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A Brit abroad needs insurance too – Part Two

In Part Two of his article, Jenkin Au concludes his look at health insurance with an examination of how you can keep the costs down and still maintain high coverage.

As I said at the end of Part One, before we get into how to save money on a plan, we need to understand how it’s calculated.

A premium is the amount that you have to pay every year to the insurance company in order for them to cover you. Because insurance is defined as the equitable exchange of risk for a payment, the insurance companies are undertaking some risk in exchange for your payment. When calculating the premium, it’s quite a different formula for an international plan and a local plan.

A local plan is calculated based on an experience rating – how much risk do you, and you alone, represent? This depends on the status of your health – are you a smoker? Is your profession a risky job? Do you have asthma or a heart condition? All these factors will increase your premium and maybe even make you uninsurable. Experience-rated plans from local insurers can also see premiums jump dramatically if you have a bad year and need to make a number of claims. The insurer may even decide not to renew your coverage if they think it will be too expensive for them.

In comparison, an international medical plan is calculated based on a community rating – how much risk does an aggregate of people in a certain age group represent? The risk is spread out over many different people and is generally much lower. You will be charged the same premium as someone else in the same age bracket, in the same area, and with the same type of coverage. This is why the premiums won’t increase because of your claim history, as well as why you are generally able to renew year after year.

Now that we’ve taken a look at premiums, let’s talk about managing costs. The best way to save money is to utilise something called a deductible – some insurance companies call this an excess. A deductible requires you to pay a pre-defined amount before your plan will begin to cover costs. Hold on though, it’s not as simple as that. There are three types of deductibles that you need to know about which may or may not work better in your favour.

A per-annum deductible is one where you only have to pay the amount once a year. For example, your deductible could be £400 ($600 USD) and you would need to pay that before your benefits cover any other medical costs. There is also a per-condition deductible – this is for every time you seek treatment for a new condition, you will need to make a payment. Finally, there is something known as co-pay or co-insurance – this is where there is a pre-defined percentage of every treatment which you will need to pay and then the insurer will pay the remaining percentage. For example, if seeing the general practitioner requires a 10% co-pay, then you will need to pay 10% of the bill and the insurer will pay the remaining 90%.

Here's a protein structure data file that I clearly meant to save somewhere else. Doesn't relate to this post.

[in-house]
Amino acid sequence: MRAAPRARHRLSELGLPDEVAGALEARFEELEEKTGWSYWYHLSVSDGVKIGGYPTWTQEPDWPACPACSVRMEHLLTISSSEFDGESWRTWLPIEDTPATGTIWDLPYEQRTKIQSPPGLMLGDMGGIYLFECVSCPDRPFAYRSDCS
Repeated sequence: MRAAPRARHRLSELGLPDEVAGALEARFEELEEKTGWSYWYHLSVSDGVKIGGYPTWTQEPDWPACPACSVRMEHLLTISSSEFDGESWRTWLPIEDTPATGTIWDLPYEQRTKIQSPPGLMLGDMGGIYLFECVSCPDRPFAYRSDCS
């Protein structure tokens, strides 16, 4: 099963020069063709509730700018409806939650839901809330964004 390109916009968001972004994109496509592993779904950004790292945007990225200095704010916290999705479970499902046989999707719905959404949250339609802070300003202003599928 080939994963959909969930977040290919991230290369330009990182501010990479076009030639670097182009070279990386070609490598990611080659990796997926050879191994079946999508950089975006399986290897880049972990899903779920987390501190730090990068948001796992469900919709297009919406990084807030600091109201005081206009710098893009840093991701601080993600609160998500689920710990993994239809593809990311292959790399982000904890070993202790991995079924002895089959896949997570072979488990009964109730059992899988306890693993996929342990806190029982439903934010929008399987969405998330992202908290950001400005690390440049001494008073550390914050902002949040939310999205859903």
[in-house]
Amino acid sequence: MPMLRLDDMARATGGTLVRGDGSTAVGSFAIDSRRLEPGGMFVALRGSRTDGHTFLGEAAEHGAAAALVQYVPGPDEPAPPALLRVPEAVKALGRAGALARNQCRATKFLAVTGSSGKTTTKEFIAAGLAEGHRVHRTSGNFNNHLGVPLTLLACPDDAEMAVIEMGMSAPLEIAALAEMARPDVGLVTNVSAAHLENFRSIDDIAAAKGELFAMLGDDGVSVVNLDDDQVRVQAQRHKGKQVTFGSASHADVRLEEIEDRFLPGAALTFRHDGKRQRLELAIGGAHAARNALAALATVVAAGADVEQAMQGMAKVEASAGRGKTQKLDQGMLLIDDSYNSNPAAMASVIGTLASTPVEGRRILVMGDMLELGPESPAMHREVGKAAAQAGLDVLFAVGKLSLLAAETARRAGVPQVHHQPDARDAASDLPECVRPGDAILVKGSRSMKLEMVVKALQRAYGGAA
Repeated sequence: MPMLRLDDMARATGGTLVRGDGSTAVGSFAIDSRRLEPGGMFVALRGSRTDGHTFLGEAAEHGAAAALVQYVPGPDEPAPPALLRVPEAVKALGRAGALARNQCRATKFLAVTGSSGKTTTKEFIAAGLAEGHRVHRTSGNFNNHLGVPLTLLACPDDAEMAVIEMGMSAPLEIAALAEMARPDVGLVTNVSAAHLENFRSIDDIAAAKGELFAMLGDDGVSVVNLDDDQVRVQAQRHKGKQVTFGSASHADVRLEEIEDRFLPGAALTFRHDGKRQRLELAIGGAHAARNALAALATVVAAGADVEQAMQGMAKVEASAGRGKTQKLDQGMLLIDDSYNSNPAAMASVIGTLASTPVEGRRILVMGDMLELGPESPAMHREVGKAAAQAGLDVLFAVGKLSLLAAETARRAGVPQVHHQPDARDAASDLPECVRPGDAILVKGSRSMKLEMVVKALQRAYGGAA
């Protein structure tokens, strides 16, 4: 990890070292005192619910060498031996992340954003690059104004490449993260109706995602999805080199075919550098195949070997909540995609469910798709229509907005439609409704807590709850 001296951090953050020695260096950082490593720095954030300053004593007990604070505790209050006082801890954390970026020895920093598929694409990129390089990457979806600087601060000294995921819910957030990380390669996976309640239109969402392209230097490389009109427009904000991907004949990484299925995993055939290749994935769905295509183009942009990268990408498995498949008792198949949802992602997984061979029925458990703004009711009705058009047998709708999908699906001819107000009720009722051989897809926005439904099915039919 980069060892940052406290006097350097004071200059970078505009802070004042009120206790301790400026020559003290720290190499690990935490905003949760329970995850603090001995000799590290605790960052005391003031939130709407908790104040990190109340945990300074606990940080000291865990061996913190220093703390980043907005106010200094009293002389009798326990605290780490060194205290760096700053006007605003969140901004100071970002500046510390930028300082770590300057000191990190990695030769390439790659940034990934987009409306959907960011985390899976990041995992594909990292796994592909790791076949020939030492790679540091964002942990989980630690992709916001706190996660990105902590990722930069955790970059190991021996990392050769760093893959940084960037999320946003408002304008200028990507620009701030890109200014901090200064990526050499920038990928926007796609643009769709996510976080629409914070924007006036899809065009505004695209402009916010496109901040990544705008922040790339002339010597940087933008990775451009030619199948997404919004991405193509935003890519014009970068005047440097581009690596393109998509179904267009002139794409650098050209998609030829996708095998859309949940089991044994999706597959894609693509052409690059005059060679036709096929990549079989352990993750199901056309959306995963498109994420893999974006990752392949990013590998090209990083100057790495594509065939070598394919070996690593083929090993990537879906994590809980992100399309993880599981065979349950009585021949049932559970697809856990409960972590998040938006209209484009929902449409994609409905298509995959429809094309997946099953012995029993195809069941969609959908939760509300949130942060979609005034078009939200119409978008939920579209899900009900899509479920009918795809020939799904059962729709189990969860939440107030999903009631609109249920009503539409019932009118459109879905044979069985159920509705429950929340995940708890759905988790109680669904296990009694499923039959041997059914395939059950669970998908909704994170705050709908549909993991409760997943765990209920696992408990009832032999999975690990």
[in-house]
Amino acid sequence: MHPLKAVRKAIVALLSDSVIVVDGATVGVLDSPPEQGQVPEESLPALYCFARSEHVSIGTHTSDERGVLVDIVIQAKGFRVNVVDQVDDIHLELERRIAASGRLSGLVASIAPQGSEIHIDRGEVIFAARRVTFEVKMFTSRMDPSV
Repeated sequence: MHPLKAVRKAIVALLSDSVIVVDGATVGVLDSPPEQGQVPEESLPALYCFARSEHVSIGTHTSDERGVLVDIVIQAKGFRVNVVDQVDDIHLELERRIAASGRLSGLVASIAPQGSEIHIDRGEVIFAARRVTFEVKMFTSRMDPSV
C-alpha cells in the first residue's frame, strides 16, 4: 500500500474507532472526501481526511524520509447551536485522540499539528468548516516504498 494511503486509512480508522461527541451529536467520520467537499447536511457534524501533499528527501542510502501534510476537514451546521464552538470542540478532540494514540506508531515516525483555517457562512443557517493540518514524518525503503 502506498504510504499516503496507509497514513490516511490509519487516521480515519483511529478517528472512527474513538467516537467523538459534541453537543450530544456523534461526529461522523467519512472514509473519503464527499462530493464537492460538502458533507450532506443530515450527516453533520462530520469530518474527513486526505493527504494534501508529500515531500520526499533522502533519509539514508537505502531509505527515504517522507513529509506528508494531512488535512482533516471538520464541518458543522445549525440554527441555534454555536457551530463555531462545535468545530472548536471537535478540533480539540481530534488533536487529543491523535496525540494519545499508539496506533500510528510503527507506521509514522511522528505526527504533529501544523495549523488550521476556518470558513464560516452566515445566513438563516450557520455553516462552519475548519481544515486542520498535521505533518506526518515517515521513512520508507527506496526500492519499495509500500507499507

How else can you make your premiums lower? What if you don’t want to use deductibles? Sure, there is another way you can make it cheaper: you can limit the areas of coverage. Remember community ratings? If you know for a fact that you won’t be in places like the United States, or Hong Kong, or Dubai, then most plans will let you exclude them and other areas that have high costs for receiving medical attention. Community rating averages the cost of providing healthcare in an area so without that region, the premiums should be lower.

What if you want comprehensive coverage without paying a deductible and without limiting your areas of coverage? Your best bet would be to find a broker who can help you explore your options or to somehow find the cheapest insurance company out there. Short of sitting inside all day to make sure nothing bad happens there’s not much else you can do, but then again people rarely seek out the expat lifestyle because they enjoy a spot of boredom.

Remember, it’s always important to do a little bit more research on your own and speak with some sort of professional. Knowing all your options will be your best bet in acquiring the best insurance policy for your current situation. Speak with some friends or explore some of the forums and get a good feel for other people’s experiences. Just make sure you have solid health insurance coverage so that the occasional accident or illness doesn’t hamper your lifestyle by eating up your finances.

Read Part One

PG Author: Jenkin Au

Jenkin Au currently lives in Hong Kong, where he works at Global Health Insurance (http://www.global-health-insurance.com/), one of the world’s leading health and medical insurance brokers.

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